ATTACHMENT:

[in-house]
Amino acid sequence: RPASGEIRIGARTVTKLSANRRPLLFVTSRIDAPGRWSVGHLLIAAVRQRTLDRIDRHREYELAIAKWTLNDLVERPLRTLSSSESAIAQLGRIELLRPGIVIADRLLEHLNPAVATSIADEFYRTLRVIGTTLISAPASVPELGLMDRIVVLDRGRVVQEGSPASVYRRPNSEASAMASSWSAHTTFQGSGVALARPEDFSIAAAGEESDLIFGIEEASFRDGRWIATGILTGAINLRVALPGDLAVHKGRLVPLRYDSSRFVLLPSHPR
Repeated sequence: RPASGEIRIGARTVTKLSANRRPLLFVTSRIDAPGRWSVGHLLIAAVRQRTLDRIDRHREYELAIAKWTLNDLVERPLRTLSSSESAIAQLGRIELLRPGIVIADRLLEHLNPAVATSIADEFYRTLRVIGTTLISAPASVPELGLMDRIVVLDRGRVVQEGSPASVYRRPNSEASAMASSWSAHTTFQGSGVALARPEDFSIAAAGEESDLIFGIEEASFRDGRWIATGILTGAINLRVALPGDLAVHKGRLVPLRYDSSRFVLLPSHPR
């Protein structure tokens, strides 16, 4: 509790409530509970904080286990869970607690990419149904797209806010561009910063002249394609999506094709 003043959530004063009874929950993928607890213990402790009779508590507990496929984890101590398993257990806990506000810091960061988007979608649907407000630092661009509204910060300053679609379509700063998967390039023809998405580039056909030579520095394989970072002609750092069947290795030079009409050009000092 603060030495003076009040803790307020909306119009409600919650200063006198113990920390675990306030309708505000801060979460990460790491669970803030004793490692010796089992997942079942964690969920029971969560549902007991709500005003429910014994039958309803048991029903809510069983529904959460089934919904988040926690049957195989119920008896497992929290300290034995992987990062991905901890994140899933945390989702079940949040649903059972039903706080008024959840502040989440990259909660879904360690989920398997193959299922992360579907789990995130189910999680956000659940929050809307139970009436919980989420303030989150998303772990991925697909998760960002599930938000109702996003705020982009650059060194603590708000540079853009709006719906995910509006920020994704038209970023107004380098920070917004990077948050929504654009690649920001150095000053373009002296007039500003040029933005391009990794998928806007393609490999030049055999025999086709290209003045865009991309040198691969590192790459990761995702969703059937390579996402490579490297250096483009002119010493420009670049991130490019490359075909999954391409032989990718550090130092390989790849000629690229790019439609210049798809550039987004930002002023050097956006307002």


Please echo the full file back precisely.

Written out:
[in-house]
Amino acid sequence: RPASGEIRIGARTVTKLSANRRPLLFVTSRIDAPGRWSVGHLLIAAVRQRTLDRIDRHREYELAIAKWTLNDLVERPLRTLSSSESAIAQLGRIELLRPGIVIADRLLEHLNPAVATSIADEFYRTLRVIGTTLISAPASVPELGLMDRIVVLDRGRVVQEGSPASVYRRPNSEASAMASSWSAHTTFQGSGVALARPEDFSIAAAGEESDLIFGIEEASFRDGRWIATGILTGAINLRVALPGDLAVHKGRLVPLRYDSSRFVLLPSHPR
Repeated sequence: RPASGEIRIGARTVTKLSANRRPLLFVTSRIDAPGRWSVGHLLIAAVRQRTLDRIDRHREYELAIAKWTLNDLVERPLRTLSSSESAIAQLGRIELLRPGIVIADRLLEHLNPAVATSIADEFYRTLRVIGTTLISAPASVPELGLMDRIVVLDRGRVVQEGSPASVYRRPNSEASAMASSWSAHTTFQGSGVALARPEDFSIAAAGEESDLIFGIEEASFRDGRWIATGILTGAINLRVALPGDLAVHKGRLVPLRYDSSRFVLLPSHPR
């Protein structure tokens, strides 16, 4: 509790409530509970904080286990869970607690990419149904797209806010561009910063002249394609999506094709 003043959530004063009874929950993928607890213990402790009779508590507990496929984890101590398993257990806990506000810091960061988007979608649907407000630092661009509204910060300053679609379509700063998967390039023809998405580039056909030579520095394989970072002609750092069947290795030079009409050009000092 603060030495003076009040803790307020909306119009409600919650200063006198113990920390675990306030309708505000801060979460990460790491669970803030004793490692010796089992997942079942964690969920029971969560549902007991709500005003429910014994039958309803048991029903809510069983529904959460089934919904988040926690049957195989119920008896497992929290300290034995992987990062991905901890994140899933945390989702079940949040649903059972039903706080008024959840502040989440990259909660879904360690989920398997193959299922992360579907789990995130189910999680956000659940929050809307139970009436919980989420303030989150998303772990991925697909998760960002599930938000109702996003705020982009650059060194603590708000540079853009709006719906995910509006920020994704038209970023107004380098920070917004990077948050929504654009690649920001150095000053373009002296007039500003040029933005391009990794998928806007393609490999030049055999025999086709290209003045865009991309040198691969590192790459990761995702969703059937390579996402490579490297250096483009002119010493420009670049991130490019490359075909999954391409032989990718550090130092390989790849000629690229790019439609210049798809550039987004930002002023050097956006307002």